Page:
Immersive Van Gogh Exhibit Extended From November 17 To January 2


Maria Garbin

A Unique View: People watch Van Gogh’s “The Sower” projected on the walls and floor of the Immersive Van Gogh Exhibit in New York. Photo courtesy: Maria Garbin, July 31, 2021.

Maria Garbin, Content Editor

     Summer might be coming to an end, but that is no reason to stop looking for new experiences to try. Feeling like visiting an interesting location or just doing something different? Consider visiting New York’s Immersive Van Gogh Exhibit in November 2021.

     At 75,000 square feet and more than 500,000 cubic feet of projections, the largest Van Gogh exhibit in the world is located in New York City’s Pier 36, at 299 South Street. It was created by Massimiliano Siccard, a world-renowned digital artist. It features a gallery organized by the Emmy-Award-winning creative director David Korins, who also designed the set for Hamilton.

     Different from a museum, this exhibition allows guests to undergo unique experiences. The main attraction is a 35 minute projected display that loops in the main rooms.

     “The exhibition draws you into the works of Van Gogh so you can live in the landscape and bright colors,” says Foran art teacher Mr. Henry Czajkowski. He explains the attraction allows viewers to “become part of some of the greatest paintings in Art History and Modern Art.”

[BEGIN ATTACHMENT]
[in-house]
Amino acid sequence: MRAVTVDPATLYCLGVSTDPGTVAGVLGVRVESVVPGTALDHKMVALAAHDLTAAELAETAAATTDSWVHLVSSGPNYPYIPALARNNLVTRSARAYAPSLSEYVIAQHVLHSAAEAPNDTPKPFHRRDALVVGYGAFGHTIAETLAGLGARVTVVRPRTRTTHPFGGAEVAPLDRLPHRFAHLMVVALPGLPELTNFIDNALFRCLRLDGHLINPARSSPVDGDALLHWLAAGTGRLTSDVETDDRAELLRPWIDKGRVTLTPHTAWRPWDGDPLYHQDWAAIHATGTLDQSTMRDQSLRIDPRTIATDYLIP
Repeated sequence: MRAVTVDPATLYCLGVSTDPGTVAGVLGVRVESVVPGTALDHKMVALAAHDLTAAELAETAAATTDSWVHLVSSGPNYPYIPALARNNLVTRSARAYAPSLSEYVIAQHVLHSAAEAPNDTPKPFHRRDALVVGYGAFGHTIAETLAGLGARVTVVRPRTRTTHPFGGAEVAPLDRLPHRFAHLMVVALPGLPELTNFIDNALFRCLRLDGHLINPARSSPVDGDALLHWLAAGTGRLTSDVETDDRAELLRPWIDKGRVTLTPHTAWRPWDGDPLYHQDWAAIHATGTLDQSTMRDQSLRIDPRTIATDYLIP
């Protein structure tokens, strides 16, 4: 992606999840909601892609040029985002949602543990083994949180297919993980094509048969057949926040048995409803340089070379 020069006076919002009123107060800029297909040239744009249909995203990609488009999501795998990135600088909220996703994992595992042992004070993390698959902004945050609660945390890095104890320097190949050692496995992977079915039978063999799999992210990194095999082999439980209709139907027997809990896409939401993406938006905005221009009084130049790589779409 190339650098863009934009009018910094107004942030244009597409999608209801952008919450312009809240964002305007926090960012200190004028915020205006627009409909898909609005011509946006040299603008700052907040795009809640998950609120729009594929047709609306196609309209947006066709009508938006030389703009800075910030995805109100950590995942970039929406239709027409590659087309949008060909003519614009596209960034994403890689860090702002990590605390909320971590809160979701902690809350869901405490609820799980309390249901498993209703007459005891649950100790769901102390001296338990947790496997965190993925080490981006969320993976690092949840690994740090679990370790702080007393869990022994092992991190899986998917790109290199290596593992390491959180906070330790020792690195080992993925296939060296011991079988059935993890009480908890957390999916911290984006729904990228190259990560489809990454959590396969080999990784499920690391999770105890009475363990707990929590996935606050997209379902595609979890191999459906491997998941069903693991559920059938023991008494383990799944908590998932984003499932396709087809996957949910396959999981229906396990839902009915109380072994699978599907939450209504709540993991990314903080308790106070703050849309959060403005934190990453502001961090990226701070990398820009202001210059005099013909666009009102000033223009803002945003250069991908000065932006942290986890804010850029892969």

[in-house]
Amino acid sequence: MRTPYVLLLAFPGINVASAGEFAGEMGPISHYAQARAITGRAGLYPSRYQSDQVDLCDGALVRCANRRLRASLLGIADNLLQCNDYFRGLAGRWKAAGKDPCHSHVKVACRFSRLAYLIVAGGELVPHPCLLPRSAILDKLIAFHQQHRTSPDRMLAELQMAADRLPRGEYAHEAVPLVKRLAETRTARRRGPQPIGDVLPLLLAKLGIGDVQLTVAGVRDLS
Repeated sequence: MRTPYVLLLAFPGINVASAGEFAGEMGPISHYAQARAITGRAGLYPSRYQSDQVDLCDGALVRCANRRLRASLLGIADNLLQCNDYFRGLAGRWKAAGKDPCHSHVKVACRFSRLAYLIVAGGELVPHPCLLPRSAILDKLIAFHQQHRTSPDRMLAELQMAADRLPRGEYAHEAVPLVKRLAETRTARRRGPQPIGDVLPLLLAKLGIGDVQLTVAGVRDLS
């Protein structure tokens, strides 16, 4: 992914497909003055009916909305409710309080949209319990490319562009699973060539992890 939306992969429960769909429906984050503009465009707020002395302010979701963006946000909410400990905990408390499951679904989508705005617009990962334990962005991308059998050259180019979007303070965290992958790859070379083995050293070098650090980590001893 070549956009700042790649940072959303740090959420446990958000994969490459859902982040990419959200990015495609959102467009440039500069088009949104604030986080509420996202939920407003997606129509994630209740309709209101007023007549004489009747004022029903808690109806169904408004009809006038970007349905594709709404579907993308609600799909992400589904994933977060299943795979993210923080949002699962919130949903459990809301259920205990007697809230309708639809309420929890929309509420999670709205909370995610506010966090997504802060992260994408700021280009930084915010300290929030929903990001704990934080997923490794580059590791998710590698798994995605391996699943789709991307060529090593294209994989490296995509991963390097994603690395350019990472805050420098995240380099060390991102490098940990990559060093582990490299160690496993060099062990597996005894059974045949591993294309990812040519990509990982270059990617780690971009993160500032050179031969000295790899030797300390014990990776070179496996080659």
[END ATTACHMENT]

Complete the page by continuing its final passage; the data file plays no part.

Additionally, the Letters from Vincent activity features an artificial intelligence program based on the scans of over 1,000 letters Van Gogh wrote to his brother Theo. 

     Mr. Will Gaudet, spokesperson for Immersive Van Gogh in New York City, says, “The booth allows guests to ask Vincent a question and have him respond with a one-of-a-kind customized letter directly addressed to the individual.”

     Van Gogh had a unique form of synesthesia called chromesthesia, which allowed him to see sounds and hear colors. To give visitors a similar experience, the producers added the Chromesthesia Experience to the exhibit.

     The Chromesthesia Experience invites visitors to walk into 10 different booths of the most often used colors in Vincent’s paintings. 

     Gaudet explains, “While inside the booths, the audience is immersed in a light and sound experience based on documented research of watching people with chromesthesia react to certain colors.”

     To ensure the health and safety of visitors, the exhibit enforces reduced capacity, offers hand sanitizing stations, requires face coverings for staff and guests, has floor markings to assist in six-foot distancing, is cleaned regularly throughout the day, and provides contact tracing for staff and guests.

     The exhibition has drawn the public’s attention and sold over three million tickets. Although it was scheduled to close in New York City on August 29, overwhelming public support led it to reopen for a limited time. New tickets are available from November 17, 2021 until January 2, 2022.

     “For the casual fan, the visuals on their face value are wonder-inducing,” says Gaudet, “but people who know about Van Gogh see parts of the projection that are structured to emphasize notable parts of Van Gogh’s life.” The public seems attracted to that idea.

     Foran senior Marissa Dumais says, “For me, most museums aren’t as entertaining because it’s a lot of reading and awkward silence. I think this would be a new way to take in museum work without having to just stand there.”